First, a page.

Choosing repertoire

Discuss the joys and pratfalls of performance

Postby Ursie » Sun Oct 30, 2005 4:56 pm

I've been trying to put together pieces for a performing diploma I would like to try for. It has to last about 35 mins and you have to choose from a list, but you are allowed 7 mins own choice as long as it is at the correct standard. This is what I have so far:-

Bach - Echo from French Overture
Beethoven - Sonata in F Minor Op2 no1
Brahms - Intermezzo in A Op118 no2
Ravel - Sonatine

The Bach piece is actually my own choice and isn't on the list. What I was wondering was whether anyone knows if this piece would be considered on the same level of difficulty as the others. I know it is a grade 8 level piece (UK AB exam board). However, the first movement of the Beethoven is also set for the grade 8 exam but for the diploma they are expecting a far superior performance of it - a level worthy of public performance and appreciation. I'm wondering whether the same could be said of the Bach. The following is taken from a cover sleeve of a CD of Angela Hewitt (I don't know who this person is - I just put a search in to see what would come back on the internet - but she certainly had a lot to say about the french overture and the other various piece on the CD).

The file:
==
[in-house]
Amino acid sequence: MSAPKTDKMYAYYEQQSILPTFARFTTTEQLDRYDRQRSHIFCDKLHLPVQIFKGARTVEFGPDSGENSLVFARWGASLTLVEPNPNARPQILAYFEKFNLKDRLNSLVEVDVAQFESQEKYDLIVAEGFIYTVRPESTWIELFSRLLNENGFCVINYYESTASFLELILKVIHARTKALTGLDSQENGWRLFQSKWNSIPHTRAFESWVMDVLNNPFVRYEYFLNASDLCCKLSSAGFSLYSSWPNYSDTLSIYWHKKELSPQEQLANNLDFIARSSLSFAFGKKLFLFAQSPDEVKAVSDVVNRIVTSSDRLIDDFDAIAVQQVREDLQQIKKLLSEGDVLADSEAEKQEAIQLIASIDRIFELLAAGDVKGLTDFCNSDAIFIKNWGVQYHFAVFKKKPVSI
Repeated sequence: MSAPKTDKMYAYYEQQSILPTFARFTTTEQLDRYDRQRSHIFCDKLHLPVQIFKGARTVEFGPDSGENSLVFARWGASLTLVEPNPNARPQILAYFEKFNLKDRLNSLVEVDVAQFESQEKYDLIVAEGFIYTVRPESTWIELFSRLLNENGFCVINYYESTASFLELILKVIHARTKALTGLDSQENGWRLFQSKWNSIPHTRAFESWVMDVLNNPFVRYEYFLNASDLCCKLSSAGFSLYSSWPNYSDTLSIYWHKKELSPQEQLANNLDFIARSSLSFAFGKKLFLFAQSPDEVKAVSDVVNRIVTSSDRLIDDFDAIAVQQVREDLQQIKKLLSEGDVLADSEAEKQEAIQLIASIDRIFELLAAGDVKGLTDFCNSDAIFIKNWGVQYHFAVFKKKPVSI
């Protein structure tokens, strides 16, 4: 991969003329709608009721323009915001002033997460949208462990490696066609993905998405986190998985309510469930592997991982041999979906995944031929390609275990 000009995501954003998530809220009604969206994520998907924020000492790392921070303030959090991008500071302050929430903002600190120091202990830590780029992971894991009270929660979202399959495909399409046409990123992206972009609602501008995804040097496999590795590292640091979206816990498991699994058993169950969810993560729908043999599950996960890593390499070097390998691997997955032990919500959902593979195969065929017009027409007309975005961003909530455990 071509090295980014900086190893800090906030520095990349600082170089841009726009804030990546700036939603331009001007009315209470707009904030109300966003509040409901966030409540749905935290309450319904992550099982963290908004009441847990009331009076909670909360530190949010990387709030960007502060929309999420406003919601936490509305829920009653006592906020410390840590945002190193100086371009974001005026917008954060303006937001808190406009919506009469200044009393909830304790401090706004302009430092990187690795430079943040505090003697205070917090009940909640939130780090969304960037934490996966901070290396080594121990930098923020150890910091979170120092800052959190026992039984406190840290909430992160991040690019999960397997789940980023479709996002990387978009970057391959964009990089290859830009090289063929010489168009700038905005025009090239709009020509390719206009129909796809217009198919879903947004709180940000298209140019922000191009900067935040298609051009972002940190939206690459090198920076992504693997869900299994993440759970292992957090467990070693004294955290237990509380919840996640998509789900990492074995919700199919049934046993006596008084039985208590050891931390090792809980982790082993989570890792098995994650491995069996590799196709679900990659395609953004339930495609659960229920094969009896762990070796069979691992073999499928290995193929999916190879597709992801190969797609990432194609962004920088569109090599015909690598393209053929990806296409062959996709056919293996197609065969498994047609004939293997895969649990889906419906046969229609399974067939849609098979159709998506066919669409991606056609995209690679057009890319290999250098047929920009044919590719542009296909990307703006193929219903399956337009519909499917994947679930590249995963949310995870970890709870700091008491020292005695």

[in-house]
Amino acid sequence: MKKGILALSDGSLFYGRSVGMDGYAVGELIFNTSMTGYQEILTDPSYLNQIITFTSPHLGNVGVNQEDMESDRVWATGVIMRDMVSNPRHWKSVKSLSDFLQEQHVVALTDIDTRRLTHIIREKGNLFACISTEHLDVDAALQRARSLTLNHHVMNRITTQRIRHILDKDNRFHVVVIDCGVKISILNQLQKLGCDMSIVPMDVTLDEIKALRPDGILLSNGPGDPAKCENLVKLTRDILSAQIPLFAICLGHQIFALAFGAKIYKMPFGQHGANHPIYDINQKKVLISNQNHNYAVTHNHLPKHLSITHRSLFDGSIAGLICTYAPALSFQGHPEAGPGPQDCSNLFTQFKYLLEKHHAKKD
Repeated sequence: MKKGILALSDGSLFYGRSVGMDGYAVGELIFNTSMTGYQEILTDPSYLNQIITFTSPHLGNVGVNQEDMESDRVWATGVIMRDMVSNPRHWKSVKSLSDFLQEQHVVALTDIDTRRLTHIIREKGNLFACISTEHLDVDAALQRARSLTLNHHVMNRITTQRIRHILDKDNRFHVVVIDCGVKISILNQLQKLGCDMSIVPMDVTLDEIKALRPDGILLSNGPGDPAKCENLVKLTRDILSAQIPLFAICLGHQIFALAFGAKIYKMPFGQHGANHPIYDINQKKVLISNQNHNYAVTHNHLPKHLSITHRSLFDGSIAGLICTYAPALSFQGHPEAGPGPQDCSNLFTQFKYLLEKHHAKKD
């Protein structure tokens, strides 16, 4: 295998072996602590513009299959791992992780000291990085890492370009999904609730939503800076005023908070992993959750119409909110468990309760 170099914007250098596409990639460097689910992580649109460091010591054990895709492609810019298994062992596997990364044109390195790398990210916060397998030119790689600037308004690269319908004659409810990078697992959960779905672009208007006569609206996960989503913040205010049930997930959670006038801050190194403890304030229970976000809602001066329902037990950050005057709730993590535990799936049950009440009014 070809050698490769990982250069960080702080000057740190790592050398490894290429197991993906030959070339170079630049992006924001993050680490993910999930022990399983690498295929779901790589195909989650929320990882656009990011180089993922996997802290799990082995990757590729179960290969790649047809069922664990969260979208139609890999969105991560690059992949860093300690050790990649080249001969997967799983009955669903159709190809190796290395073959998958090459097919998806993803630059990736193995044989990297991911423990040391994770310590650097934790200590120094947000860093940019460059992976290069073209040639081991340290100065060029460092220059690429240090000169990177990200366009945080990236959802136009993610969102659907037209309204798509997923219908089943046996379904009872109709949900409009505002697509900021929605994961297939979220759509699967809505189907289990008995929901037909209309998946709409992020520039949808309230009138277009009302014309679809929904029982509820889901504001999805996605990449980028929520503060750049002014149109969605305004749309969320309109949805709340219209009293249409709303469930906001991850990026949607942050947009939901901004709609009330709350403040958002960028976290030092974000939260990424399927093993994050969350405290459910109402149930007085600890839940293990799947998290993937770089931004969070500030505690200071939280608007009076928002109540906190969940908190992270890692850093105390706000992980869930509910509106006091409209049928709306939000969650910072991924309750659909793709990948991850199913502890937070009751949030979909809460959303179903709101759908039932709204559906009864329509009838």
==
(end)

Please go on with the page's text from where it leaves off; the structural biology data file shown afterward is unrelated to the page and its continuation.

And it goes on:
"Bach makes dramatic use of the two keyboards by writing in echoes that require a rapid change of manual. On the piano, of course, this is a bit less dramatic, but the effect must still be there. The actual echoes do not always simply repeat what has gone before but often ornament it, adding that extra stroke of genius. Scheibe declared that Bach's music 'is exceedingly difficult to play because the efficiency of his own limbs sets his standards'. Fortunately Bach made no compromises!"

I suppose my question is whether, in your opinion, this would be too risky a piece to put in given that it was clearly written for a two keyboard harpsichord? Timewise it's a bit tight with it in but I really love it....
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Postby Dr. Bill Leland » Mon Oct 31, 2005 11:37 am


Are you playing all 4 movements of the Beethoven and all three of Ravel? Those would certainly take lots of time.

My suggestion: A Bach piece is a very good choice for contrast to the rest of the program, but I think it might be risky to do the Echo unless your control is such that you can make truly dramatic and instant contrasts between loud and soft levels, since the echo effect is the main point of this movement. Why don't you tape it and play it back so that you can really hear it objectively? Also, get another knowledgable person to listen WITHOUT telling them what it is or what the effect should be, and then ask them what they heard.

Otherwise, a fugue from WTC or something might be a better idea, or maybe a Scarlatti sonata.

Dr. Bill Leland.
Technique is 90 per cent from the neck up.
Dr. Bill Leland
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Location: Las Cruces, NM

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